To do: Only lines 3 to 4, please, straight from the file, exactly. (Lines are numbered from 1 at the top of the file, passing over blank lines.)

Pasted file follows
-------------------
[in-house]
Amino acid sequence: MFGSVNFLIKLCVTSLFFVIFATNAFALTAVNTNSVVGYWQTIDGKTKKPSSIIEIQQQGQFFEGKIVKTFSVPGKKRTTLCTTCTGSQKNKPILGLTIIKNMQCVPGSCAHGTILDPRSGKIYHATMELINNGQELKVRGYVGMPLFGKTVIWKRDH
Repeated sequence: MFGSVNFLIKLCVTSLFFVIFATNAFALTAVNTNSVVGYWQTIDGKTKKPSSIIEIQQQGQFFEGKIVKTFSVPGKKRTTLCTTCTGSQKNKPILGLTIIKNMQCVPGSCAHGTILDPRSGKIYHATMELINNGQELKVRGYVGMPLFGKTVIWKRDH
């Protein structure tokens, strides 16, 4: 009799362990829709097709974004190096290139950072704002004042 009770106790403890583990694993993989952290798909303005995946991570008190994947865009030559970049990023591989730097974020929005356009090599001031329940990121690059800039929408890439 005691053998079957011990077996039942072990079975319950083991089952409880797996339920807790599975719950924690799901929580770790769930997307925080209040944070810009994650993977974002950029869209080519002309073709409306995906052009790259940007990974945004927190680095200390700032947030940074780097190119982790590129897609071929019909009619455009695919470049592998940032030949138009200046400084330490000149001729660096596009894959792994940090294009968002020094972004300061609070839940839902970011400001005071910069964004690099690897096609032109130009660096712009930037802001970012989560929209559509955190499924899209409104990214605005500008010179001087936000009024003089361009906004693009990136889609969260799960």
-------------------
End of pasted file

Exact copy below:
Repeated sequence: MFGSVNFLIKLCVTSLFFVIFATNAFALTAVNTNSVVGYWQTIDGKTKKPSSIIEIQQQGQFFEGKIVKTFSVPGKKRTTLCTTCTGSQKNKPILGLTIIKNMQCVPGSCAHGTILDPRSGKIYHATMELINNGQELKVRGYVGMPLFGKTVIWKRDH
């Protein structure tokens, strides 16, 4: 009799362990829709097709974004190096290139950072704002004042 009770106790403890583990694993993989952290798909303005995946991570008190994947865009030559970049990023591989730097974020929005356009090599001031329940990121690059800039929408890439 005691053998079957011990077996039942072990079975319950083991089952409880797996339920807790599975719950924690799901929580770790769930997307925080209040944070810009994650993977974002950029869209080519002309073709409306995906052009790259940007990974945004927190680095200390700032947030940074780097190119982790590129897609071929019909009619455009695919470049592998940032030949138009200046400084330490000149001729660096596009894959792994940090294009968002020094972004300061609070839940839902970011400001005071910069964004690099690897096609032109130009660096712009930037802001970012989560929209559509955190499924899209409104990214605005500008010179001087936000009024003089361009906004693009990136889609969260799960």